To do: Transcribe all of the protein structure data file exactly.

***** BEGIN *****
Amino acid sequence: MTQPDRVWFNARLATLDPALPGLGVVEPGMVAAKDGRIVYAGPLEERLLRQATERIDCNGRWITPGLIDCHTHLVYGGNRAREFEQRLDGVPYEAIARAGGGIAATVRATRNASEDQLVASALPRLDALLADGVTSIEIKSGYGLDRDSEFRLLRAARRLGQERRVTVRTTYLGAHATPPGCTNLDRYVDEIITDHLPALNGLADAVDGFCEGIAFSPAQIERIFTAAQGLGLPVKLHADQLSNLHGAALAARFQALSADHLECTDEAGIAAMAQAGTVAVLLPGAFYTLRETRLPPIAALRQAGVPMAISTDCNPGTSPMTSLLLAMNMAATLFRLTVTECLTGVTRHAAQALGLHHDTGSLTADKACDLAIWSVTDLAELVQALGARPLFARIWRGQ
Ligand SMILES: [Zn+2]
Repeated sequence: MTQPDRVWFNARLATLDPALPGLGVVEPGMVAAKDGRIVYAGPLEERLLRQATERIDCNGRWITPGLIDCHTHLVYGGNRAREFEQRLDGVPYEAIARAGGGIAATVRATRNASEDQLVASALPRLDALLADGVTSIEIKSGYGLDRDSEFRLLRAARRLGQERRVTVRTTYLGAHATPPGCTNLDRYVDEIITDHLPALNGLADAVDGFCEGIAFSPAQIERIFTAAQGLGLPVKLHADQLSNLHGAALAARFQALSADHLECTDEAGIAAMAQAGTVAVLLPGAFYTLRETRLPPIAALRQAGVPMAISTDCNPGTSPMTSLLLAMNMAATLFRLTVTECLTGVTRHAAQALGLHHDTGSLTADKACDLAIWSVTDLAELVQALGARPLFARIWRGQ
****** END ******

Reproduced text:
Amino acid sequence: MTQPDRVWFNARLATLDPALPGLGVVEPGMVAAKDGRIVYAGPLEERLLRQATERIDCNGRWITPGLIDCHTHLVYGGNRAREFEQRLDGVPYEAIARAGGGIAATVRATRNASEDQLVASALPRLDALLADGVTSIEIKSGYGLDRDSEFRLLRAARRLGQERRVTVRTTYLGAHATPPGCTNLDRYVDEIITDHLPALNGLADAVDGFCEGIAFSPAQIERIFTAAQGLGLPVKLHADQLSNLHGAALAARFQALSADHLECTDEAGIAAMAQAGTVAVLLPGAFYTLRETRLPPIAALRQAGVPMAISTDCNPGTSPMTSLLLAMNMAATLFRLTVTECLTGVTRHAAQALGLHHDTGSLTADKACDLAIWSVTDLAELVQALGARPLFARIWRGQ
Ligand SMILES: [Zn+2]
Repeated sequence: MTQPDRVWFNARLATLDPALPGLGVVEPGMVAAKDGRIVYAGPLEERLLRQATERIDCNGRWITPGLIDCHTHLVYGGNRAREFEQRLDGVPYEAIARAGGGIAATVRATRNASEDQLVASALPRLDALLADGVTSIEIKSGYGLDRDSEFRLLRAARRLGQERRVTVRTTYLGAHATPPGCTNLDRYVDEIITDHLPALNGLADAVDGFCEGIAFSPAQIERIFTAAQGLGLPVKLHADQLSNLHGAALAARFQALSADHLECTDEAGIAAMAQAGTVAVLLPGAFYTLRETRLPPIAALRQAGVPMAISTDCNPGTSPMTSLLLAMNMAATLFRLTVTECLTGVTRHAAQALGLHHDTGSLTADKACDLAIWSVTDLAELVQALGARPLFARIWRGQ